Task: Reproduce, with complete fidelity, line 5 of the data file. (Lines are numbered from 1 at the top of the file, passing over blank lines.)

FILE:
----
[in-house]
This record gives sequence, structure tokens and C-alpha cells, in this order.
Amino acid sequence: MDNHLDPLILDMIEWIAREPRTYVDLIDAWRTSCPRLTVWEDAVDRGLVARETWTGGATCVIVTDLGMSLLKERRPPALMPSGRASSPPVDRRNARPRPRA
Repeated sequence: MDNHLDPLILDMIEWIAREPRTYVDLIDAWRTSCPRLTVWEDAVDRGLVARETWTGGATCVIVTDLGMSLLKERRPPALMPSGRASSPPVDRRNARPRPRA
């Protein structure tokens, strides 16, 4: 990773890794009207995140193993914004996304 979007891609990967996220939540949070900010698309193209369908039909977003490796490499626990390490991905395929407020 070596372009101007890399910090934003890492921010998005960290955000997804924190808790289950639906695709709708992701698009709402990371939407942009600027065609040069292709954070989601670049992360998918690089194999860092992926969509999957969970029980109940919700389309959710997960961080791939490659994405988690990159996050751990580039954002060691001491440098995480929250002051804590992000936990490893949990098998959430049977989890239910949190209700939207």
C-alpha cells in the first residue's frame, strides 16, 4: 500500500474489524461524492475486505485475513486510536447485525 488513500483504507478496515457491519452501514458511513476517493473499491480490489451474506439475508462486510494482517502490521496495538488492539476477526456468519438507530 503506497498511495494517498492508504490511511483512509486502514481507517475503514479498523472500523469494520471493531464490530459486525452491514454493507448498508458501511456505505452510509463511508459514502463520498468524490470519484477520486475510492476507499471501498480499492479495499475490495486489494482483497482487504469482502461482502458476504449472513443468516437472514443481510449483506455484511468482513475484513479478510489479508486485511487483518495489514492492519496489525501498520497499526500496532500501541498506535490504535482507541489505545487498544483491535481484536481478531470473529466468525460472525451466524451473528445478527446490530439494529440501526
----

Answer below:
């Protein structure tokens, strides 16, 4: 990773890794009207995140193993914004996304 979007891609990967996220939540949070900010698309193209369908039909977003490796490499626990390490991905395929407020 070596372009101007890399910090934003890492921010998005960290955000997804924190808790289950639906695709709708992701698009709402990371939407942009600027065609040069292709954070989601670049992360998918690089194999860092992926969509999957969970029980109940919700389309959710997960961080791939490659994405988690990159996050751990580039954002060691001491440098995480929250002051804590992000936990490893949990098998959430049977989890239910949190209700939207």